It most certainly can, according to Stewart Till, former head of United International Pictures and chairman of the UK Film Council. "There's no reason why subsidies in Europe are incompatible with financing from private-equity funds or hedge funds," says Till.
"Hedge funds, I'm sure, would be very comfortable if there's a public-sector subsidy reducing the amount of money they had to put into each film. Whatever terms and impositions are included with the public-sector finance are in the main absolutely outweighed in the eyes of the investors by the fact that some money is coming in that doesn't take first recoupment position."
But that is not to say there might not be other barriers to implementing the US financing model in Europe, says Till. Financiers used to big American studios and a simple distribution system may find the European structure troubling.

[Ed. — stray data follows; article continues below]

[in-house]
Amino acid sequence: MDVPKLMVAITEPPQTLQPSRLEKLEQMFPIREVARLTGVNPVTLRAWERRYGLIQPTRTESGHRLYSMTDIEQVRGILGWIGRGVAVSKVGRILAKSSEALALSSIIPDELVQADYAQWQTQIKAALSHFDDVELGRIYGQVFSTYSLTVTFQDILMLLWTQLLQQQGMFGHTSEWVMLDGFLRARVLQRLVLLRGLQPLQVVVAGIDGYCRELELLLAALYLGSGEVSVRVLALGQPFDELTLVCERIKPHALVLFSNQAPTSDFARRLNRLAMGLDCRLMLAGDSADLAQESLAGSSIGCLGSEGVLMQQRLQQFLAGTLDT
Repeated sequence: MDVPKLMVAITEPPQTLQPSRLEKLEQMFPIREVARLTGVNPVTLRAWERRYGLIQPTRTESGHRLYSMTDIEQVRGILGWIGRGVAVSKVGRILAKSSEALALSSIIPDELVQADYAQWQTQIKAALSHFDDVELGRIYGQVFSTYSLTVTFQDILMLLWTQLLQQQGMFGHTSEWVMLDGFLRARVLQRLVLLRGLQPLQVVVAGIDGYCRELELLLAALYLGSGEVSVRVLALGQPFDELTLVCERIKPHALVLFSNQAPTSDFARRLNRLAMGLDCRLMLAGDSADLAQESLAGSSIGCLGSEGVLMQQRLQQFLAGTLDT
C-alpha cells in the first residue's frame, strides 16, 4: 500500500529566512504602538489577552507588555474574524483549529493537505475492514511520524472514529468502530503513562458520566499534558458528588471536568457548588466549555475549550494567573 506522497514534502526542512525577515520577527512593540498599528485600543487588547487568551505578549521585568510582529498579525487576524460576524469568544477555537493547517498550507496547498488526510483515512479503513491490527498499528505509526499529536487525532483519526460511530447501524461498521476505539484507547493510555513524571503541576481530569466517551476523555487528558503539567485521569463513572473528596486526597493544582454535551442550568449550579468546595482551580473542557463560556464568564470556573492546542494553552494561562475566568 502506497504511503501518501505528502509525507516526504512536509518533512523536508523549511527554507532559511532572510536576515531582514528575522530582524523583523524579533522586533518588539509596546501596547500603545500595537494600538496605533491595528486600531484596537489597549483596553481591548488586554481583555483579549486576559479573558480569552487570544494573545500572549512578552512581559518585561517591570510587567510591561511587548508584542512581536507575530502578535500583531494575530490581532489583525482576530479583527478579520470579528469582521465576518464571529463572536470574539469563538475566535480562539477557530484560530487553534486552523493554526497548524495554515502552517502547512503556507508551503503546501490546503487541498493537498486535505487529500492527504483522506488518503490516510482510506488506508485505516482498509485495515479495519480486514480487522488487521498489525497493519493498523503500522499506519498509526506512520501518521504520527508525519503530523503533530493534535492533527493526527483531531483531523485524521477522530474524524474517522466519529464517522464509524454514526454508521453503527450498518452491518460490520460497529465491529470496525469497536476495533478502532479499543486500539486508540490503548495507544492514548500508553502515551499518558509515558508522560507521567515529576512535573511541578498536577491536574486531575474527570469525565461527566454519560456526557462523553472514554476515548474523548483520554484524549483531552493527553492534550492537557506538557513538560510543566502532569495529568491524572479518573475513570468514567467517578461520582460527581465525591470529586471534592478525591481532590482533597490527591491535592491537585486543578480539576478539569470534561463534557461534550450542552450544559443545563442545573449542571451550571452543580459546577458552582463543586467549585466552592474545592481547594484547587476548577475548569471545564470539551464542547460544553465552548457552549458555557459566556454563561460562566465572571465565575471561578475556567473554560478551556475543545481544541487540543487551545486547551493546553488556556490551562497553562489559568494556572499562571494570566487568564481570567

"In the US the hedge funds have gone to the studios and said, 'We'll finance a slate of films,' and the studios have said, 'OK, here's a slate of films, we'll take a distribution fee and you're in first position to recoup your investment and make a return.' But when you come to Europe it's hard to find a slate of films, and they have much more complicated distribution rates. But it's not an insurmountable problem."
One possibility is for Europeans to pool resources. German bank Dresdner Kleinwort, which has poured $4.6bn into a variety of Hollywood slate deals, is considering investing $100m-$130m in an uber-slate of 18 to 25 films from a range of mid-sized companies from around Europe.
Heather Mansfield, of London-based Mansfield Associates, which provides risk analysis and management for institutions investing in film, agrees there is no reason why the European subsidy mechanism and the American model cannot work together. But she says there are plenty of other reasons why the American model will not apply across the Atlantic.